Ford City firemen respond to the emergency situation at the Spic-N-Span dry cleaning plant in Ford City yesterday morning.
by Jonathan Weaver
A Ford City fire that blew out several windows along 5th Avenue yesterday morning did not cause any injuries.
Shortly after 9:30AM, six fire companies responded to Spic `n Span Cleaners near the corner of 5th Avenue and 11th Street – a block away from Ford City Junior-Senior High School.
Fire Chief Scott Gaiser said all employees were safe outside the building and made a preliminary determination on the cause.
“It appears that one of their dryers exploded,” Gaiser said. “There were no injuries, but it did a lot of damage to the building.
“Everybody got out OK – most of the damage was to the back of the building in the alley.”
Gaiser said there was significant fire damage to the back room the dryer was in.
In fact, there was no smoke damage to the front facing 5th Avenue, also known as Pennsylvania Route 128.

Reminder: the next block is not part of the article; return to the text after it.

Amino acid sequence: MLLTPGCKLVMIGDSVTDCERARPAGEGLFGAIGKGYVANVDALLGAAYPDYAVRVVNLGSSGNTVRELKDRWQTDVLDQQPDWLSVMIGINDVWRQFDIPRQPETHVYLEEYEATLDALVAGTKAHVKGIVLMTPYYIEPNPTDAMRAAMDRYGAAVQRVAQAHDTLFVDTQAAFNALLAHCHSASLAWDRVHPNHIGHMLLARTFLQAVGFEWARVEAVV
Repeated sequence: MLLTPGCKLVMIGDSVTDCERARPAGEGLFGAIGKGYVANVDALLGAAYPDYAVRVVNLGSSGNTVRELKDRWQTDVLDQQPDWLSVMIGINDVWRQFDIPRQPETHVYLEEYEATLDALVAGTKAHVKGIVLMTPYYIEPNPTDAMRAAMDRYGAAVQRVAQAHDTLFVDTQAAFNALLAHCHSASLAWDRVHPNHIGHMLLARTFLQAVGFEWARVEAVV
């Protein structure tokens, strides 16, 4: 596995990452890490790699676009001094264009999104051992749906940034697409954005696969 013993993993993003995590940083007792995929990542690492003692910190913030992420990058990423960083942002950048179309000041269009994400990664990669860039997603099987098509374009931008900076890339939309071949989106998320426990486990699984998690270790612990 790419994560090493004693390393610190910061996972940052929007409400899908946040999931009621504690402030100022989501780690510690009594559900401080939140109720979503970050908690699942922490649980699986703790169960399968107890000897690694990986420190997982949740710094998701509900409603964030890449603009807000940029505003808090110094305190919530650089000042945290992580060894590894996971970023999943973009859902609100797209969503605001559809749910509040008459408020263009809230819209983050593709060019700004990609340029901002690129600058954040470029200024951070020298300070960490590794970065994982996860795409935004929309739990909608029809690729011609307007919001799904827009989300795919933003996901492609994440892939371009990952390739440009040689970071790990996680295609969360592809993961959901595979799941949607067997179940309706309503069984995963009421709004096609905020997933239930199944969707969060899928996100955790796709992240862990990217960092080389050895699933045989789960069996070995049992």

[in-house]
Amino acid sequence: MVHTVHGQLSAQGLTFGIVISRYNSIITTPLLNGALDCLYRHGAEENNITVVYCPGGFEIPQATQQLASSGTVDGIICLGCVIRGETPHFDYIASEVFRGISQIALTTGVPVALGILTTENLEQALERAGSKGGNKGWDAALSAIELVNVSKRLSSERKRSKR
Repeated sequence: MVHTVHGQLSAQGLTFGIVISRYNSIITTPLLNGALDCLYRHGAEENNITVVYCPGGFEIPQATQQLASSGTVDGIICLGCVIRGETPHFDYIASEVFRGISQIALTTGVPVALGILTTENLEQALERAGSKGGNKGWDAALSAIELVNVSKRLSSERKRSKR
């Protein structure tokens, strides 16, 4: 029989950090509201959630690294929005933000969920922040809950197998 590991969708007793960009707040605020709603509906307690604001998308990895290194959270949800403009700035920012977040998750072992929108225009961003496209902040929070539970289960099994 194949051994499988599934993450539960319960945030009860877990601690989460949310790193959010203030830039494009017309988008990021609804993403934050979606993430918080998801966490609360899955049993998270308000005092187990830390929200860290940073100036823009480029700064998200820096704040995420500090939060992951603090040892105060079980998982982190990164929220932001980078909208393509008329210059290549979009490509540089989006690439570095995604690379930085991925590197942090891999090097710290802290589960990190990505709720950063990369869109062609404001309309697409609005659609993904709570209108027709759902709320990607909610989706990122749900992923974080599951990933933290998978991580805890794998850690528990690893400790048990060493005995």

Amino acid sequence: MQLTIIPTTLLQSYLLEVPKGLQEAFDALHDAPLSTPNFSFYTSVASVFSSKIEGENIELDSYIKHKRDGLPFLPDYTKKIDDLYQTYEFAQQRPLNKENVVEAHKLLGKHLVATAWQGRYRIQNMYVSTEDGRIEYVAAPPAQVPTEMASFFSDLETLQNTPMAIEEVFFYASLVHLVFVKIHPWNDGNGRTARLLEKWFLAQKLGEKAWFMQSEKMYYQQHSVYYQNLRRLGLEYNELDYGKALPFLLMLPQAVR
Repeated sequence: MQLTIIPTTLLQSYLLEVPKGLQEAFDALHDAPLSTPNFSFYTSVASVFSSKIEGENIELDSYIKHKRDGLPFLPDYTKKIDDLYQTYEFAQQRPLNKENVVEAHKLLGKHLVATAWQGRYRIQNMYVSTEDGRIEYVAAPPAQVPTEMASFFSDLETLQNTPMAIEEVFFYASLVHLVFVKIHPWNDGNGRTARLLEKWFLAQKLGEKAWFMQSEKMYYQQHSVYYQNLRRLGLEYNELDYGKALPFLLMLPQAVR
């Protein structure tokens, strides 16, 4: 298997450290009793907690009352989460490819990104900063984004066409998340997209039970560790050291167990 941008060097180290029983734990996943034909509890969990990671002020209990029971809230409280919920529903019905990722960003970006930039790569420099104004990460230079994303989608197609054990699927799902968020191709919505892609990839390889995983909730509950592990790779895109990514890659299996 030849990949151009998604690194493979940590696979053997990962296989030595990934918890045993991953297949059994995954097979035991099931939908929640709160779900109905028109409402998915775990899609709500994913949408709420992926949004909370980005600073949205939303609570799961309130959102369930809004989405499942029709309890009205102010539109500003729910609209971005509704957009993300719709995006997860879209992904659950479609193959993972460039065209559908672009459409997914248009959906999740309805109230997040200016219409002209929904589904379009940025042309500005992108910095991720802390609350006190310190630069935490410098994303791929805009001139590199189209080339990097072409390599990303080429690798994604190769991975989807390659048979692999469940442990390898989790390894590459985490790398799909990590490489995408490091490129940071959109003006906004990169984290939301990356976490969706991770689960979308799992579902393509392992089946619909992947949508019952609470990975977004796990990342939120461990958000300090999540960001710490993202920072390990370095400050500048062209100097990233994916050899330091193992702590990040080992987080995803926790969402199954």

Fire crews on-scene approached the situation with caution and called the County Hazardous Operations Support Team for assistance.
“We weren’t sure what type of cleaning solutions they used and if they posted any hazard or anything. But, we pulled out the paperwork on it and went through it with (County Public Safety Director) Randy Brozenick, we determined everything was safe and we could just flush it down the storm sewers,” Gaiser said.
The business is owned by William Toy.
5th Avenue was shut down because of the water lines spread across the street